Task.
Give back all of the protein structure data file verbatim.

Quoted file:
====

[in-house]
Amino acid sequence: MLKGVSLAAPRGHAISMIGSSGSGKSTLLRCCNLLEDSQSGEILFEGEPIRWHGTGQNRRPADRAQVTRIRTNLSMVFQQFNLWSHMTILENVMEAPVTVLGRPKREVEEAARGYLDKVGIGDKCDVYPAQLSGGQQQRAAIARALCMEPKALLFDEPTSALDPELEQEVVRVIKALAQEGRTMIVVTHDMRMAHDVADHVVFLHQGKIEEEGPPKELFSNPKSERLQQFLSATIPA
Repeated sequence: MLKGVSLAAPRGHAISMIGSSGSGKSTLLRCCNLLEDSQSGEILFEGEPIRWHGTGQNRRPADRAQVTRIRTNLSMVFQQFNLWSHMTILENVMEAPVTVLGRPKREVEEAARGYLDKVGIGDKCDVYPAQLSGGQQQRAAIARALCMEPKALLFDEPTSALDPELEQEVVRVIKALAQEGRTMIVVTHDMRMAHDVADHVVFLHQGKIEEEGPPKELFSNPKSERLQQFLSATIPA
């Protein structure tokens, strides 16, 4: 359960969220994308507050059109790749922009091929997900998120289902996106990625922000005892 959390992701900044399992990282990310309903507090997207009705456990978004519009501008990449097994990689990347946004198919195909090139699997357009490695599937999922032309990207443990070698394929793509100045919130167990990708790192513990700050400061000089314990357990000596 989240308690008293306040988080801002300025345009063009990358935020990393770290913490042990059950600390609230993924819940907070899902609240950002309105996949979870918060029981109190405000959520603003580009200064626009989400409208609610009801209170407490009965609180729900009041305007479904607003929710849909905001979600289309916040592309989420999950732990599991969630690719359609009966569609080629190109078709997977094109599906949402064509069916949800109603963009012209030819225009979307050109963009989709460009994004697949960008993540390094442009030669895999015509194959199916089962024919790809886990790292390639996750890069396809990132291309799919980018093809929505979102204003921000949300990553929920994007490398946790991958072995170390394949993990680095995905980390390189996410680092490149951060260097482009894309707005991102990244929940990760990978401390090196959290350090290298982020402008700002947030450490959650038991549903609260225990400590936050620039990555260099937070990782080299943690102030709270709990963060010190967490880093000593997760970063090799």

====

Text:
[in-house]
Amino acid sequence: MLKGVSLAAPRGHAISMIGSSGSGKSTLLRCCNLLEDSQSGEILFEGEPIRWHGTGQNRRPADRAQVTRIRTNLSMVFQQFNLWSHMTILENVMEAPVTVLGRPKREVEEAARGYLDKVGIGDKCDVYPAQLSGGQQQRAAIARALCMEPKALLFDEPTSALDPELEQEVVRVIKALAQEGRTMIVVTHDMRMAHDVADHVVFLHQGKIEEEGPPKELFSNPKSERLQQFLSATIPA
Repeated sequence: MLKGVSLAAPRGHAISMIGSSGSGKSTLLRCCNLLEDSQSGEILFEGEPIRWHGTGQNRRPADRAQVTRIRTNLSMVFQQFNLWSHMTILENVMEAPVTVLGRPKREVEEAARGYLDKVGIGDKCDVYPAQLSGGQQQRAAIARALCMEPKALLFDEPTSALDPELEQEVVRVIKALAQEGRTMIVVTHDMRMAHDVADHVVFLHQGKIEEEGPPKELFSNPKSERLQQFLSATIPA
């Protein structure tokens, strides 16, 4: 359960969220994308507050059109790749922009091929997900998120289902996106990625922000005892 959390992701900044399992990282990310309903507090997207009705456990978004519009501008990449097994990689990347946004198919195909090139699997357009490695599937999922032309990207443990070698394929793509100045919130167990990708790192513990700050400061000089314990357990000596 989240308690008293306040988080801002300025345009063009990358935020990393770290913490042990059950600390609230993924819940907070899902609240950002309105996949979870918060029981109190405000959520603003580009200064626009989400409208609610009801209170407490009965609180729900009041305007479904607003929710849909905001979600289309916040592309989420999950732990599991969630690719359609009966569609080629190109078709997977094109599906949402064509069916949800109603963009012209030819225009979307050109963009989709460009994004697949960008993540390094442009030669895999015509194959199916089962024919790809886990790292390639996750890069396809990132291309799919980018093809929505979102204003921000949300990553929920994007490398946790991958072995170390394949993990680095995905980390390189996410680092490149951060260097482009894309707005991102990244929940990760990978401390090196959290350090290298982020402008700002947030450490959650038991549903609260225990400590936050620039990555260099937070990782080299943690102030709270709990963060010190967490880093000593997760970063090799």